Immanuel Kant (22 April 1724 – 12 February 1804) was a German philosopher who is widely considered to be a central figure of modern philosophy. He argued that fundamental concepts structure human experience, and that reason is the source of morality. His thought continues to have a major influence in contemporary thought, especially the fields of metaphysics, epistemology, ethics, political philosophy, and aesthetics.He’s regarded as one of the most influential thinkers of modern Europe & of the late Enlightenment. His most important work is The Critique of Pure Reason, an investigation of reason itself.
So act that your principle of action might safely be made a law for the whole world.
Enlightenment is man’s leaving his self-caused immaturity. Immaturity is the incapacity to use one’s intelligence without the guidance of another. Have the courage to use your own intelligence!
The master is himself an animal, and needs a master.
The wish to talk to God is absurd. We cannot talk to one we cannot comprehend — and we cannot comprehend God; we can only believe in Him.
Men will not understand … that when they fulfil their duties to men, they fulfil thereby God’s commandments.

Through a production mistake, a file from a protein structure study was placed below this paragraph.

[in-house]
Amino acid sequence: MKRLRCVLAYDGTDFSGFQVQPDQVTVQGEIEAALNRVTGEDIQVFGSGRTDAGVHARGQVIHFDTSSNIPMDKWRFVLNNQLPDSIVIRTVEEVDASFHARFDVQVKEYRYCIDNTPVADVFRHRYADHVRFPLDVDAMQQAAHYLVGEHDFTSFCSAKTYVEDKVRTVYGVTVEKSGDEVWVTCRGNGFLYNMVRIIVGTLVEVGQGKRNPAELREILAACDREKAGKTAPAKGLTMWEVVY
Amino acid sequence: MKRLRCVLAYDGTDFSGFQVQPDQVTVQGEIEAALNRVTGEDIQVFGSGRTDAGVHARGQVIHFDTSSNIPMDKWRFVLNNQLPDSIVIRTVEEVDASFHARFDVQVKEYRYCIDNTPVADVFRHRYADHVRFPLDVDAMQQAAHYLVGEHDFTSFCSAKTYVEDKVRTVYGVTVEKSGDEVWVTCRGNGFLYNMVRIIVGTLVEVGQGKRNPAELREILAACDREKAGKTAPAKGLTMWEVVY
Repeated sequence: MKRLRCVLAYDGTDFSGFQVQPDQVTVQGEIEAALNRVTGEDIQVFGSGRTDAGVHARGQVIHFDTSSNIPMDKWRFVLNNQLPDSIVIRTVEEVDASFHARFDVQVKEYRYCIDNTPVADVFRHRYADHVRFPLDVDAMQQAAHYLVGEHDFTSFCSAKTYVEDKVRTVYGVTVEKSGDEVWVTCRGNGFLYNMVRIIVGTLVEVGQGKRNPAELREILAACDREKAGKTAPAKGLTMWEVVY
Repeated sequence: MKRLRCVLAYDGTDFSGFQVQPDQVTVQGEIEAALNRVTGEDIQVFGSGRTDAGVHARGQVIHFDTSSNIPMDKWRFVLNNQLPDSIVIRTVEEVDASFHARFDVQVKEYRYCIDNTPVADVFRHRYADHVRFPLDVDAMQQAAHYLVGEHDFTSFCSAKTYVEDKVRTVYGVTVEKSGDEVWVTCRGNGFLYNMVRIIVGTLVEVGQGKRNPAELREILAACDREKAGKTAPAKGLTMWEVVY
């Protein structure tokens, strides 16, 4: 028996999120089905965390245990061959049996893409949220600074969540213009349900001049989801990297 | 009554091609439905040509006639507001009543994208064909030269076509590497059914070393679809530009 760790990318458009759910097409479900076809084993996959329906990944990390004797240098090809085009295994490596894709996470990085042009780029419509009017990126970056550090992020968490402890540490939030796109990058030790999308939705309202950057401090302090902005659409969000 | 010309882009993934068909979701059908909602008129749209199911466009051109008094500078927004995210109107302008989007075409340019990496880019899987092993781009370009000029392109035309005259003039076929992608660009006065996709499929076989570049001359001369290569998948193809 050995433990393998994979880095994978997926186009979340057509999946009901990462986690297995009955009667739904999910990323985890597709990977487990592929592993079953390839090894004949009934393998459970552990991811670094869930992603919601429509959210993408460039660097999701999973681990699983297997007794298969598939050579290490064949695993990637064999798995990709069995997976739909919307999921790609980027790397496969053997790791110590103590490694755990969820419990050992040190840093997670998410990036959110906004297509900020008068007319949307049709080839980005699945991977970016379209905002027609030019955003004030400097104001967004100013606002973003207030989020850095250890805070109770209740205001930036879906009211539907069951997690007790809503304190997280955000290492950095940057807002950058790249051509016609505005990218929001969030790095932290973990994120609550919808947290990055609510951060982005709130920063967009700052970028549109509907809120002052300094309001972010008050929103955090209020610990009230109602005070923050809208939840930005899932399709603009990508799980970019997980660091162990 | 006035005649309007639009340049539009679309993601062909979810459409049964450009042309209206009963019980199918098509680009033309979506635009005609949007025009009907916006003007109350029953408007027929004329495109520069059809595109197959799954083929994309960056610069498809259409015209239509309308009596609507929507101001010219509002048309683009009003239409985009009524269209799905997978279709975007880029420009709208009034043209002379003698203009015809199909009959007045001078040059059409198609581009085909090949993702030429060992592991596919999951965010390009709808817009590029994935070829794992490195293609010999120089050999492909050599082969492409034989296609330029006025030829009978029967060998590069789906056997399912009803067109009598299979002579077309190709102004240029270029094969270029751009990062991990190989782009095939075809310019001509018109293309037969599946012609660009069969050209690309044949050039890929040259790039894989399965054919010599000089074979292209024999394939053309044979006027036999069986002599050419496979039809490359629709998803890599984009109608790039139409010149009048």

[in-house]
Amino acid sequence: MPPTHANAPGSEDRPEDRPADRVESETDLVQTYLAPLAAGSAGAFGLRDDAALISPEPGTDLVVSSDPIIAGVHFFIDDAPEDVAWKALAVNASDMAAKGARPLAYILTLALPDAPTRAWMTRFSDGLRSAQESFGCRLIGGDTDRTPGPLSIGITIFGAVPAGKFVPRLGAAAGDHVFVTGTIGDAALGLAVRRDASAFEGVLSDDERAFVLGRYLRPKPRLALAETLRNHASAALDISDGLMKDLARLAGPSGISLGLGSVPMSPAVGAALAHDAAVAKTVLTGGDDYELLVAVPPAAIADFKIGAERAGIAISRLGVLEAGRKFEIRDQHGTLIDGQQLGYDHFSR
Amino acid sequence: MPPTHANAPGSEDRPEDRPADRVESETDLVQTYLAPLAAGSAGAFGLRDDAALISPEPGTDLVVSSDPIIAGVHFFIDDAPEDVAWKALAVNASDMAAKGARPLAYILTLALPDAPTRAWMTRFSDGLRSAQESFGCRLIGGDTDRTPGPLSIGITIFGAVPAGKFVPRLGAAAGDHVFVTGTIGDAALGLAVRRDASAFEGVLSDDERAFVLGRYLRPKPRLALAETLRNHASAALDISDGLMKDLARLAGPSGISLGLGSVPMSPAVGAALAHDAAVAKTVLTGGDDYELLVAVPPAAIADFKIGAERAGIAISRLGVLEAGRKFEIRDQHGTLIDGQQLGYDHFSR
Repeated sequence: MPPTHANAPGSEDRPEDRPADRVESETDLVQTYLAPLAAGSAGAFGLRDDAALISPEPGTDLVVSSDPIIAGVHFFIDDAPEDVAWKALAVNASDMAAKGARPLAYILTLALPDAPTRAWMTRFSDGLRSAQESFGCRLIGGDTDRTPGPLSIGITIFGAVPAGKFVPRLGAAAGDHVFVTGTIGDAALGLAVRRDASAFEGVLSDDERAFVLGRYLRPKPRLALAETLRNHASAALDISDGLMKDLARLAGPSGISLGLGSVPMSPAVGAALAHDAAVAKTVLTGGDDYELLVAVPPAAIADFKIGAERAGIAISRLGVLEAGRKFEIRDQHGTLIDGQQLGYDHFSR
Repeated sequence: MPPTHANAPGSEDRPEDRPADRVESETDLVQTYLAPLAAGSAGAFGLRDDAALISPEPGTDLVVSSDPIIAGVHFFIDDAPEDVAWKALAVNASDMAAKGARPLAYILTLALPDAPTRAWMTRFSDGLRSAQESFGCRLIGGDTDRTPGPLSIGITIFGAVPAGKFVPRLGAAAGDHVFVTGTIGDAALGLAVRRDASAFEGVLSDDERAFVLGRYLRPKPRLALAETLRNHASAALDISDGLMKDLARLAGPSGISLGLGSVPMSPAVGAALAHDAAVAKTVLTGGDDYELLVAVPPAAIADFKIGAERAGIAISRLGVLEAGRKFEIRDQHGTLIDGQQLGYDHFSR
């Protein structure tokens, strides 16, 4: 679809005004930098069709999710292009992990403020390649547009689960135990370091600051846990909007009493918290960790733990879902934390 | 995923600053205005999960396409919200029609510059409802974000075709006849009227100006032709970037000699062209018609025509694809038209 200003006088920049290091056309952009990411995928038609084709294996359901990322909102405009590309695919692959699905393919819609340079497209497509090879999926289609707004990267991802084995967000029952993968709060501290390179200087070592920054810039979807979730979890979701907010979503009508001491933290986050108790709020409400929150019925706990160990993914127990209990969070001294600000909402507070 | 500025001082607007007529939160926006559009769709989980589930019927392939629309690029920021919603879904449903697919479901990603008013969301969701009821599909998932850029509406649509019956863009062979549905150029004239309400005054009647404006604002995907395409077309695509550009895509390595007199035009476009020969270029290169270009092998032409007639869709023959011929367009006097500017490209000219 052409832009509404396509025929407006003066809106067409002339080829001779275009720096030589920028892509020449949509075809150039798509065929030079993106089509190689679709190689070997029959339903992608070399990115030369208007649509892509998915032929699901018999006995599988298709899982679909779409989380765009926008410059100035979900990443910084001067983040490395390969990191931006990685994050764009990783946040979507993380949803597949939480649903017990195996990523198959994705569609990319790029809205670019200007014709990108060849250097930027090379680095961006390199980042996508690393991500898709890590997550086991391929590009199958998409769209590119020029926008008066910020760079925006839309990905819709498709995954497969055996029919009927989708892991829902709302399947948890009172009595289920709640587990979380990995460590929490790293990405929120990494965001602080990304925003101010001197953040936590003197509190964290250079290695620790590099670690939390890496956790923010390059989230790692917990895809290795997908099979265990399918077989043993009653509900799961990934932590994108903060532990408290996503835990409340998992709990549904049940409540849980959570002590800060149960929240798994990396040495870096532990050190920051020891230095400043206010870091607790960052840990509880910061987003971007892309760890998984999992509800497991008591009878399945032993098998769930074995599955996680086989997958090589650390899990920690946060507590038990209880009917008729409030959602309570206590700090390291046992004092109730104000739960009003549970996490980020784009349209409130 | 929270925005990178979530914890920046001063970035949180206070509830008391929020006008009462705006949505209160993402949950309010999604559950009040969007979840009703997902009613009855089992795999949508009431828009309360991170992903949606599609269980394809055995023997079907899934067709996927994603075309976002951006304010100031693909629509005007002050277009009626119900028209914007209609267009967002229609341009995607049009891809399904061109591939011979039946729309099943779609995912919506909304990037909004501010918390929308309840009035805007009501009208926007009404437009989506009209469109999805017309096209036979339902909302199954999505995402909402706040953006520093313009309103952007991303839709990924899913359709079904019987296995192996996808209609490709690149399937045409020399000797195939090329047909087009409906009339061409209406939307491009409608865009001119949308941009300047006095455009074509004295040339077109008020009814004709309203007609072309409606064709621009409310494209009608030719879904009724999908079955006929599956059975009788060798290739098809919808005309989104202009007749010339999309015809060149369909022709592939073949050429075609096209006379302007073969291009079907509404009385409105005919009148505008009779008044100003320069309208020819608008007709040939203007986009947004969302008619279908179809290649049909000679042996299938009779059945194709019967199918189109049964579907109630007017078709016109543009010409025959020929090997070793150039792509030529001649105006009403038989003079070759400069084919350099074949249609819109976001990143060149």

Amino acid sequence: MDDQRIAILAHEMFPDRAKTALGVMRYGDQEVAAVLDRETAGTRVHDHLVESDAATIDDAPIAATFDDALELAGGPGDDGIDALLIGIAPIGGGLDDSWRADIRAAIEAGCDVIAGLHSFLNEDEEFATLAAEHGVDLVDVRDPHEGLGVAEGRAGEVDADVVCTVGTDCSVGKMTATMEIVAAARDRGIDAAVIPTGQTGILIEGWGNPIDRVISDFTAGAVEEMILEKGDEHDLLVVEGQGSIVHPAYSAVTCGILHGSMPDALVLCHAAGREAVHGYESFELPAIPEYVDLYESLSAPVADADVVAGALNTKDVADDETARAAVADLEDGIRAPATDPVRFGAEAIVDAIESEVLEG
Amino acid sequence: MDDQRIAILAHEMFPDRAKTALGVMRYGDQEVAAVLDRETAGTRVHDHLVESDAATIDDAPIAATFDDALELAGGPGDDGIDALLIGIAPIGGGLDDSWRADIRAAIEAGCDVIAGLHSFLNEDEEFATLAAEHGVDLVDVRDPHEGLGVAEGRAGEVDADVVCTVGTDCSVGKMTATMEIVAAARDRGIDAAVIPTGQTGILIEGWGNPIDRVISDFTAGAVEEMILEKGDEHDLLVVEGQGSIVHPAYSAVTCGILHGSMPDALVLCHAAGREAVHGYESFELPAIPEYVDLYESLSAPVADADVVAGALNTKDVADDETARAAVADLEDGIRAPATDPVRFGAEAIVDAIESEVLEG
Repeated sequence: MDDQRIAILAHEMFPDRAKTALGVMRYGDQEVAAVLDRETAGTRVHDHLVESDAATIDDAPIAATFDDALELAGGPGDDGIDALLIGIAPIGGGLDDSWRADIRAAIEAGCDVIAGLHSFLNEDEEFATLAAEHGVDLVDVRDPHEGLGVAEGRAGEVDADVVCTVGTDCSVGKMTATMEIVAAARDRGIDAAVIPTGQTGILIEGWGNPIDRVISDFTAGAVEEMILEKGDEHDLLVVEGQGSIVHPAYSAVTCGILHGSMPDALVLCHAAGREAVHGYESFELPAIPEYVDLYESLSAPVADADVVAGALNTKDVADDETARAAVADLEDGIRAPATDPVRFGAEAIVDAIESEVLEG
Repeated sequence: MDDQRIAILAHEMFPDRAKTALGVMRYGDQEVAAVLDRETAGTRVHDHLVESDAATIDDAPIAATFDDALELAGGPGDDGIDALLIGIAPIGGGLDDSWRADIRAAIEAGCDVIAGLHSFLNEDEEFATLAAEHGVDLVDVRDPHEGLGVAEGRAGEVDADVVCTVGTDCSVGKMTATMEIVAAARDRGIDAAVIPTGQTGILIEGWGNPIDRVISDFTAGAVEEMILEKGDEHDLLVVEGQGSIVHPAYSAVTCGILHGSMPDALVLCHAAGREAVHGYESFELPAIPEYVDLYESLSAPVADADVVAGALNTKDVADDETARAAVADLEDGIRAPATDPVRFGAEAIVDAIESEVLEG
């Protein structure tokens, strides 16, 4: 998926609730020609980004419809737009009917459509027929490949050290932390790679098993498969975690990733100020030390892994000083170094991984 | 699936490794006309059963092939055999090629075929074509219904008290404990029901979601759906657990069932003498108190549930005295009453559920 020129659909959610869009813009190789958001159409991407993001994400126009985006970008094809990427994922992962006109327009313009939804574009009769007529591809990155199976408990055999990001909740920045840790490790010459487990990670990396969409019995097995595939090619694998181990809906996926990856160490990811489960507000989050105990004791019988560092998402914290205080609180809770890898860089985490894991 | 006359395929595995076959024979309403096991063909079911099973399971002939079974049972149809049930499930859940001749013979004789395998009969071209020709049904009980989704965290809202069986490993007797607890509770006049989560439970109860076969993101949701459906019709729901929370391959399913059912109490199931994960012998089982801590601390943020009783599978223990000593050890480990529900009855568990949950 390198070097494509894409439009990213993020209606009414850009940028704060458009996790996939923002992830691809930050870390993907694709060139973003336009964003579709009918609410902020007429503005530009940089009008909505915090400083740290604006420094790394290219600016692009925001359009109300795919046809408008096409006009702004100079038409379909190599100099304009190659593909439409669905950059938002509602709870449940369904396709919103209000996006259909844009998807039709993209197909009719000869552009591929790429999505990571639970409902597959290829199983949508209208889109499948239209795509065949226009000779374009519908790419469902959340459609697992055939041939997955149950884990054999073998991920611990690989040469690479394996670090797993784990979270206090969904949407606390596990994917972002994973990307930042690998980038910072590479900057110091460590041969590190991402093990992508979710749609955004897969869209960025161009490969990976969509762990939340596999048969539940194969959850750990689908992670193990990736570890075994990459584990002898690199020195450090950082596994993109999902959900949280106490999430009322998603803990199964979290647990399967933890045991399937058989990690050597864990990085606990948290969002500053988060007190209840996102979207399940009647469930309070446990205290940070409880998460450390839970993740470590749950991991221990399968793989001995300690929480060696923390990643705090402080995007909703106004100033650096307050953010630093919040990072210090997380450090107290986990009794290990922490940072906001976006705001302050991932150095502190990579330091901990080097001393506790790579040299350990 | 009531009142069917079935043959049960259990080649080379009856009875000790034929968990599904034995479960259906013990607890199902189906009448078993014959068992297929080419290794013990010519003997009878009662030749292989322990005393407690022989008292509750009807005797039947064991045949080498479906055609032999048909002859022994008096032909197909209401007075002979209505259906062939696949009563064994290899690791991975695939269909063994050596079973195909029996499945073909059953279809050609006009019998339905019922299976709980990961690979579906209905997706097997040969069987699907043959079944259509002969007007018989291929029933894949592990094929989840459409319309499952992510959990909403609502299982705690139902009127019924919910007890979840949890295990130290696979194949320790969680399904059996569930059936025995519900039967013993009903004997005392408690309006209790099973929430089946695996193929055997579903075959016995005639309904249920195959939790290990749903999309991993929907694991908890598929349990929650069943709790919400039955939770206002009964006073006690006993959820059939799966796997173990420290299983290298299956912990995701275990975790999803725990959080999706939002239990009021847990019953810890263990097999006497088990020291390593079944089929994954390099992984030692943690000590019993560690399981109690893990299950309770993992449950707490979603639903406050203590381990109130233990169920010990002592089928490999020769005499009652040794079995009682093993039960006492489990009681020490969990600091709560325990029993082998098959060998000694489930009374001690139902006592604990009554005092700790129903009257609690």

Out of the crooked timber of humanity, no straight thing was ever made.
Science is organized knowledge. Wisdom is organized life.
Nothing is divine but what is agreeable to reason.
Give me matter and i will build a world out of it.
As everybody likes to be honoured, so people imagine that God also wants to be honoured. They forget that the fulfilment of duty towards men is the only honour adequate to him.
The death of dogma is the birth of morality.
By a lie a man throws away and, as it were, annihilates his dignity as a man.
Through laziness and cowardice a large part of mankind, even after nature has freed them from alien guidance, gladly remain immature.
That all our knowledge begins with experience there can be no doubt.
But only he who, himself enlightened, is not afraid of shadows.
It is difficult for the isolated individual to work himself out of the immaturity which has become almost natural for him.
All human knowledge begins with intuitions, proceeds from thence to concepts, and ends with ideas.
All natural capacities of a creature are destined to evolve completely to their natural end.
Reason does not work instinctively, but requires trial, practice, and instruction in order to gradually progress from one level of insight to another.
Nature has willed that man should, by himself, produce everything that goes beyond the mechanical ordering of his animal existence, and that he should partake of no other happiness or perfection than that which he himself, independently of instinct, has created by his own reason.
Man’s greatest concern is to know how he shall properly fill his place in the universe and correctly understand what he must be in order to be a man.
We are not rich by what we possess but by what we can do without.